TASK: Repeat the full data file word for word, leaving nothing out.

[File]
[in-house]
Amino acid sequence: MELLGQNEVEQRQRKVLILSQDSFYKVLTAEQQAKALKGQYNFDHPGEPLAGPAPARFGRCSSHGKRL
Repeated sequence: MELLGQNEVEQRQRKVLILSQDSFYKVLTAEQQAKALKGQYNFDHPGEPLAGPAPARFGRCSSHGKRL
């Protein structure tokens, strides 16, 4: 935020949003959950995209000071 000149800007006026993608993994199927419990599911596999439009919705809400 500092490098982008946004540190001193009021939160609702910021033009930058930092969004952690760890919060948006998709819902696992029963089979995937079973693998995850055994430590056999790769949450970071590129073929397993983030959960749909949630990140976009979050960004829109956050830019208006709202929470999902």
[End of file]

[in-house]
Amino acid sequence: MELLGQNEVEQRQRKVLILSQDSFYKVLTAEQQAKALKGQYNFDHPGEPLAGPAPARFGRCSSHGKRL
Repeated sequence: MELLGQNEVEQRQRKVLILSQDSFYKVLTAEQQAKALKGQYNFDHPGEPLAGPAPARFGRCSSHGKRL
């Protein structure tokens, strides 16, 4: 935020949003959950995209000071 000149800007006026993608993994199927419990599911596999439009919705809400 500092490098982008946004540190001193009021939160609702910021033009930058930092969004952690760890919060948006998709819902696992029963089979995937079973693998995850055994430590056999790769949450970071590129073929397993983030959960749909949630990140976009979050960004829109956050830019208006709202929470999902």